There isn’t much left to say about the ongoing contestations of the Aadhaar project that hasn’t already been said by people who have been critiquing, investigating and resisting its onslaught on privacy. We now have no doubt that the technological architecture, governmental oversight, and the corporate cronyism that frames the larger context of the world’s largest biometric citizen database is designed to make us transparent citizens, who shall continue bearing the burden of data extraction, as the system becomes more integral to our everyday transactions. As India slowly tries to formulate a national right to privacy with absolute rights granted to its citizens — and in the face of the landmark Supreme Court judgement that reinforced the idea that our right to privacy is tied to our constitutional rights of life and dignity — it is now clear that the operations of Aadhaar have outstripped the machinations of privacy.
We now live in a semi-mandated state of Aadhaar, where almost all of us (the penetration of Aadhaar is on the upward side of 90 per cent now) are in the system, unsure of either the state or the future of the data that the Aadhaar number accrues, as it gets tied to basic public delivery systems, financial transactions, and identity and residence verification processes. Aadhaar is here to stay. Despite all its technological breakdowns, data leaks and human corruptions, it has already achieved a data-shroud through the data-cloud that now circulates our private data to unknown destinations and purposes. I remember sitting in on one of the first consultations for the Aadhaar, at the National Law University Bengaluru, when Nandan Nilekani had announced that he didn’t see the hoopla around privacy because we have no sense of privacy in this country. He had glibly pointed to the fact that people give out more private information to people offering lucky draws in malls than they give out to the Aadhaar registration offices.
What Nilekani had failed to highlight was that the information given to the malls or to restaurants in feedback forms was never going to be the central mechanisms that exclude common people from basic services. The privacy regulation has indeed gained momentum recently, especially given the demonstrable data and security breaches of technological order. But we must realise that at the basis of Aadhaar was a wilful and conscious neglect of privacy rights. The closest Aadhaar architects came to talk about privacy was in terms of data storage and security, neglecting the decades of work that social scientists and humanists have produced in thinking through conditions and materiality of safety and privacy.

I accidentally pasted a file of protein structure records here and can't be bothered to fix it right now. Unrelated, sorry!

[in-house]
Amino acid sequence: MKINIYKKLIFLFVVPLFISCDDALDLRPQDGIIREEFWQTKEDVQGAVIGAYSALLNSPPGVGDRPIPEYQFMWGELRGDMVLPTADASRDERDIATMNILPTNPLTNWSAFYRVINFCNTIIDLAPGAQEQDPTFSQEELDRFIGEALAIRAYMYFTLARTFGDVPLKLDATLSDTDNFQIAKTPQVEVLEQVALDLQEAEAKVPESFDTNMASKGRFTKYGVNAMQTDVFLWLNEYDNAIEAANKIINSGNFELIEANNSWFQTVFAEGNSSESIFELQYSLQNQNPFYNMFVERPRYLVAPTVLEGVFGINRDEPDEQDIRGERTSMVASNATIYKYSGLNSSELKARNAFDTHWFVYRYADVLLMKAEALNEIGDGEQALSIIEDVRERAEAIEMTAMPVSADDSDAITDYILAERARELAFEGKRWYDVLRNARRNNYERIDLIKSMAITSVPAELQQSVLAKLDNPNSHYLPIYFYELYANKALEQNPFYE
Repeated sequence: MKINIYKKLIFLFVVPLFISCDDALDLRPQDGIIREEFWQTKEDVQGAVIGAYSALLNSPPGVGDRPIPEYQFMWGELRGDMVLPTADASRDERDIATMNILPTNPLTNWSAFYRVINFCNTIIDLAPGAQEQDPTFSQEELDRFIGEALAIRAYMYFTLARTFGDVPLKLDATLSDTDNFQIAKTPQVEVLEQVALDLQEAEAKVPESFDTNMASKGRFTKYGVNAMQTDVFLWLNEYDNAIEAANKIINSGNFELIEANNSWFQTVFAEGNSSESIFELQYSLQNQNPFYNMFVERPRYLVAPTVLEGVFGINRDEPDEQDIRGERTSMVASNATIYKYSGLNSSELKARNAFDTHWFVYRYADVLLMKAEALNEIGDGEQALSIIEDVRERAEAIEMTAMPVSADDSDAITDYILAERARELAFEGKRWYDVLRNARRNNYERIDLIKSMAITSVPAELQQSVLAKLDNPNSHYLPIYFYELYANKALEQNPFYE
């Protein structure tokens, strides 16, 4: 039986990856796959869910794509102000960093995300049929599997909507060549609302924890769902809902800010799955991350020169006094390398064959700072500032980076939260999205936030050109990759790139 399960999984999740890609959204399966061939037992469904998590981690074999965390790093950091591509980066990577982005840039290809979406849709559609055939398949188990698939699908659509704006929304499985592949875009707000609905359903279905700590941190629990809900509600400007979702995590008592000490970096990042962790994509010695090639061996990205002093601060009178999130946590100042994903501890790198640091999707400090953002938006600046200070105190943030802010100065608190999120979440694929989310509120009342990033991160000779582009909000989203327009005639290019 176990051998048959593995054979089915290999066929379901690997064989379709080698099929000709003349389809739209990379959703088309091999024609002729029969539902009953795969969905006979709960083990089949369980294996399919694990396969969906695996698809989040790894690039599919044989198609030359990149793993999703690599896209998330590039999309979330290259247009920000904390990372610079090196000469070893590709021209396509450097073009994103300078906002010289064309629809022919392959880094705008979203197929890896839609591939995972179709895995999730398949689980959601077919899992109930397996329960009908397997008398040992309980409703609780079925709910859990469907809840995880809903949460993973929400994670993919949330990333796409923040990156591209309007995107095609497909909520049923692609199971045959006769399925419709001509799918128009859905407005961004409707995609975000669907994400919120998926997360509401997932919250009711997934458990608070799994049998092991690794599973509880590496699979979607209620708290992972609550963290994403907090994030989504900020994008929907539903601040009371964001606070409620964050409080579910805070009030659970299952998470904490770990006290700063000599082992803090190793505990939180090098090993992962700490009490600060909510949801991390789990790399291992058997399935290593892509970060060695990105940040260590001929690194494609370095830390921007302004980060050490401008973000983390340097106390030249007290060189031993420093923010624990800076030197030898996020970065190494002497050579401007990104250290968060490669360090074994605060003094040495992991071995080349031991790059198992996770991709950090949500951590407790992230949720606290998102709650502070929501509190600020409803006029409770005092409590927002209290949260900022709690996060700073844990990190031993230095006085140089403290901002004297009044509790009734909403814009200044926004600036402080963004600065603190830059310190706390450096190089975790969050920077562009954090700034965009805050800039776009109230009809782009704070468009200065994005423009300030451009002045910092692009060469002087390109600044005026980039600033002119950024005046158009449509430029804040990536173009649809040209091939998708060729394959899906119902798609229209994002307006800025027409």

What we have now, then, is a system that is layered with unregulated private entrepreneurs whose service level agreements about the use and protection of our data are opaque. We are faced with a state that has the ambitions of digital consolidation without the requisite literacy for its protection. And we are working within a framework of technocratic utopianism where technology is deemed more trustworthy than the people around it.
Ironically, the current government reaction of issuing showcause notices to civil society organisations, privacy activists, and investigative journalists who are exposing the vulnerabilities of the Aadhaar database has taken the tone of the very first alarmists. The state is now suddenly realising that leaks and breaches are a two-way process. If you build systems that attack the personhood of citizens, the same system is not going to keep you protected against technological misfortunes. If you design a system that is aimed at data leaks without attention to privacy, safety or the consequences of this data gathering, then the tools that were developed to exploit the subjects are also going to be turned around to attack those who are in power.
It is necessary to see the current data trading and transaction on the backchannels of the dark web, not only as a leak but as an attack on the personhood of the state. Just like its citizens were not allowed their rights to privacy, the state is now suffering from its private sovereignty, being questioned, attacked and compromised. It is a good reminder to technocrats that a state which does not take the safety of its citizens seriously, will eventually find itself in the same position of attack from technologies that it built. And this time, there will be no rights protecting the state’s privacy either.
Nishant Shah is a professor of new media and the co-founder of The Centre for Internet & Society, Bangalore.